Using a washcloth or similar shield between the ice and your skin when applying ice to your eye to avoid cold injury and heal a black eye. Always ice the affected eye at any given time for more than 20 minutes. Leaving the ice on for longer puts you in danger of getting frostbite in the field. The cold helps as the blood vessels in the region are constricted. You can apply ice several times a day if you use the right technique.

Doctors may prescribe pain medication over-the-counter to relieve any discomfort you may feel. Sticking with the acetaminophen is safest. All aspirin and non-steroidal anti-inflammatory drugs will make your blood thinner and make your black eye look worse. Other approaches can help to decrease the appearance of a black eye.

You should start applying warm compresses to the area after about two days of icing the affected eye. Through increasing the blood supply, this process helps to facilitate healing. Be careful not to use hot compresses, which can burn your skin. You can apply the heat for up to 20 minutes at a time, much like cold compresses or ice.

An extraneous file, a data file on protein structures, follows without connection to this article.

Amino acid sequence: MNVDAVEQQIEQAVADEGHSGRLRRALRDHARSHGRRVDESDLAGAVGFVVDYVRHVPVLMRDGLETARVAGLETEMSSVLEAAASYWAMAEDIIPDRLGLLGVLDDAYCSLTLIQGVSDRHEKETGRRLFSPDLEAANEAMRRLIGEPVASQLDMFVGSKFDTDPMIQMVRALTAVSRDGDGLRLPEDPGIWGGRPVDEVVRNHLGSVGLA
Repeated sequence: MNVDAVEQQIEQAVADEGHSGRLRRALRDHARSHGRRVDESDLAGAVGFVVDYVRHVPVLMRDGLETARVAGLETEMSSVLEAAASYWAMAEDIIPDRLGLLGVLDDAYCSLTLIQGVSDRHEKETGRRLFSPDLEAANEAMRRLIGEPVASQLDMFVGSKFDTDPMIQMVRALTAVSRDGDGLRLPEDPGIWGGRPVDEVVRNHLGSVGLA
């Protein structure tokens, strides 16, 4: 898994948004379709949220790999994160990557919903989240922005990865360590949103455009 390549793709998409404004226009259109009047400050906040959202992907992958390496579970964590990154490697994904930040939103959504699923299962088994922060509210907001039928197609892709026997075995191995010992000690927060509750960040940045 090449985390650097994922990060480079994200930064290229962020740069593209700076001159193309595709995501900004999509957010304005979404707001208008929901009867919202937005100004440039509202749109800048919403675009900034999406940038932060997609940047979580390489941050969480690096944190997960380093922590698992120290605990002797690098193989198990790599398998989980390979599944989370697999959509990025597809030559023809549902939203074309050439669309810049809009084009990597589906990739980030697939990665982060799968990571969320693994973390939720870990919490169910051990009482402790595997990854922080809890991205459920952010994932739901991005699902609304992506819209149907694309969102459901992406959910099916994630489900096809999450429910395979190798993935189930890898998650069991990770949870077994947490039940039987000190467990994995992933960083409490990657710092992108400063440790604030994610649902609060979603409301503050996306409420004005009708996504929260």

Massage of the blackened ground surrounding area. Do not use bruise treatment. Once you feel the black eye, you should start doing it within 24 hours. By stimulating the lymph system in the area, this can speed up the healing process. Keep your head high above the rest of your body while sleeping. It promotes drainage, which can help to decrease the amount of discoloration and swelling you undergo.

How To Prevent Black Eyes? 

Most people suffer a black eye as a result of trauma, so the chance of shock arising. If you want to heal a black eye and prevent it from happening, here are some ways.

It is necessary to wear a seatbelt, as facial injuries are common in motor vehicle accidents. There are other ways to lower the risk of falling. When doing any activity where facial damage is possible, wear protective eye gear such as goggles are often needed. It will lower the chance of having a direct blow to the eye. Often, they help to reduce the possibility of foreign objects getting into your eye.